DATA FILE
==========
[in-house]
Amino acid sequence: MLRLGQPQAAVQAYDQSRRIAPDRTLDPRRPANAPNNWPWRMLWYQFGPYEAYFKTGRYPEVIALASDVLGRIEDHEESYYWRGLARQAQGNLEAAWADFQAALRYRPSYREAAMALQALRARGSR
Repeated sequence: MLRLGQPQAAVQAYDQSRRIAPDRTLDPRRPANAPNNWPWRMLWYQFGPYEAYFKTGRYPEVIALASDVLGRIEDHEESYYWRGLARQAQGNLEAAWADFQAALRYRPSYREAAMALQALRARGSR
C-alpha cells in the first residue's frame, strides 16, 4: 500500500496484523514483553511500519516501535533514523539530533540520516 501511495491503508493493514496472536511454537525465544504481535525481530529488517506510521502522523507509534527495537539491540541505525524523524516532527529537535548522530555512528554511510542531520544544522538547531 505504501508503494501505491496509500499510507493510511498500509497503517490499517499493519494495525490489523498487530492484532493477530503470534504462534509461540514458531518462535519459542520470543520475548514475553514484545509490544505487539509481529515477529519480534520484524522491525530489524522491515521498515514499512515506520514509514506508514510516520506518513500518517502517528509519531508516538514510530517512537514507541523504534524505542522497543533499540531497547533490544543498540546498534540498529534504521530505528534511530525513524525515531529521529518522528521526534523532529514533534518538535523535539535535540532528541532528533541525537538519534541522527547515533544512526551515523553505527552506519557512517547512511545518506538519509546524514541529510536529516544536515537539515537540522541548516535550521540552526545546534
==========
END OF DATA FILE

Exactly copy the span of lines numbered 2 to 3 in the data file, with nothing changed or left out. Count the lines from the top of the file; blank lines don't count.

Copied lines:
Amino acid sequence: MLRLGQPQAAVQAYDQSRRIAPDRTLDPRRPANAPNNWPWRMLWYQFGPYEAYFKTGRYPEVIALASDVLGRIEDHEESYYWRGLARQAQGNLEAAWADFQAALRYRPSYREAAMALQALRARGSR
Repeated sequence: MLRLGQPQAAVQAYDQSRRIAPDRTLDPRRPANAPNNWPWRMLWYQFGPYEAYFKTGRYPEVIALASDVLGRIEDHEESYYWRGLARQAQGNLEAAWADFQAALRYRPSYREAAMALQALRARGSR